Dezeen Magazine

Brise fan and side table by Wonho Lee

Wonho Lee creates Brise fan hidden inside a side table

An electric fan is disguised as an understated side table in Brise, a student project from Hongik University graduate Wonho Lee.

The Brise fan mechanism is concealed within a round table topped with Douglas fir wood. Air enters through the bottom of the unit and is pushed up and out by the electric fan inside.

White round side table with wooden top and legs
The Brise side table contains a hidden fan to cool a space and promote air flow

The fan generates enough air circulation to feel like a "natural breeze", according to Lee, and has the benefit of aiding ventilation as well as lightly cooling the room.

Lee was inspired to create Brise after noticing that his friends were opting for air-conditioning over electric fans due to a lack of space, particularly in single-person homes.

White round side table with wooden top forming an inverted cone shape where it meets the table
The curved shape of the wooden tabletop element disperses air from the fan in all directions

They did not want an appliance that was going to sit unused for most of the year, taking up space and gathering dust – dust that would only make them more unlikely to want to use the fan again the following summer.

"The design of Brise concentrates on sustainability and I define sustainability in this project as seamless use of the product," said Lee.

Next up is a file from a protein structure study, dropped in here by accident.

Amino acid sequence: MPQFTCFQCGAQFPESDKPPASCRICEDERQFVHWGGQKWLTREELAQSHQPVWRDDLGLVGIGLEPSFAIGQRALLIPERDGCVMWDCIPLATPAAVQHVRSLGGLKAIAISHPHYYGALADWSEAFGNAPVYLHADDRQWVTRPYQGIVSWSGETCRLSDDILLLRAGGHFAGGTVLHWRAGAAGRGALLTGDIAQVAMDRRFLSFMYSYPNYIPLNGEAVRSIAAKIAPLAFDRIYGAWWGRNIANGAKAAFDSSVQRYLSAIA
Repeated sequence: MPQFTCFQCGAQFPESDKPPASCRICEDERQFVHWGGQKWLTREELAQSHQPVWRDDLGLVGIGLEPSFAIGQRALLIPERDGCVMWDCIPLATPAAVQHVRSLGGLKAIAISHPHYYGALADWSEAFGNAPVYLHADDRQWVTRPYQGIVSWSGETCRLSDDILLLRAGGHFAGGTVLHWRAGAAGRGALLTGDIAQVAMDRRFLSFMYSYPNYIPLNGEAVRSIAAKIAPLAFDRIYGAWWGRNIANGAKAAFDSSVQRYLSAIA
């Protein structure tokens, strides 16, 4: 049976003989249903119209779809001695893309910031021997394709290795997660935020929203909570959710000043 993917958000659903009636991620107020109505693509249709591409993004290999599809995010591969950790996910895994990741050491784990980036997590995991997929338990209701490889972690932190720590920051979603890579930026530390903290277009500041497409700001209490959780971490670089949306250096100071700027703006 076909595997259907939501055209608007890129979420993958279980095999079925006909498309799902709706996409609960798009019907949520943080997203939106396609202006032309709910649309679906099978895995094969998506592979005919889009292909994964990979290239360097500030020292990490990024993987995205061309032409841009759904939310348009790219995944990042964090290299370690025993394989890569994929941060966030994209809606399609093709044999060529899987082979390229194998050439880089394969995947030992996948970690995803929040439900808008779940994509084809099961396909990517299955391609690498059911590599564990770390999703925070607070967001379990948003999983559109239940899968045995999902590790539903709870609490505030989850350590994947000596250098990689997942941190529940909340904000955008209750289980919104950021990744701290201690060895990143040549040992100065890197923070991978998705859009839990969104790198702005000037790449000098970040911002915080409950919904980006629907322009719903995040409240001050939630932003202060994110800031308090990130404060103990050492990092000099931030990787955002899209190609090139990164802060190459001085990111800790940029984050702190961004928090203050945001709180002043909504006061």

"In my small room, my fan has been used during summer and it just stands there with dust after the season," he added. "I found that it becomes useless periodically and it is a waste of space."

Instead, Lee created Brise, which is named after the French word for "breeze". The working prototype is made from CNC-ed Douglas fir wood, laser-cut aluminium, stainless steel and spray-painted acrylic.

Its circular white body encases an electric fan. Air is drawn in from underneath the unit and emerges from a thin opening at its top, where a curved wooden component disperses it in all directions. This wooden top also functions as a practical tabletop.

Rendering of the Brise table beside a bedside in an all-white room
The fan is meant to retain its value and functionality year-round, not just in the summer

Lee said its curved design is designed to be aesthetically pleasing, but also to make the fanned air feel more like a gentle breeze than an artificial wind. A dial allows the fan to be switched between three power levels.

Lee studied electronic engineering before his design degree at Hongik University, and exhibited Brise there in January 2020.

Brise was shortlisted in the furniture category of the 2021 Dezeen Awards, which was ultimately won by Cecile Manz' flatpack Plint design, a wooden coffee table that is assembled with leather loops.

More images

Diagram of air being pulled into the bottom of the Brise table fan, brushing up against the curved table top and being pushed out in all directions
Air enters the table from the bottom and is pushed through the top, creating what is said to feel like a gentle breeze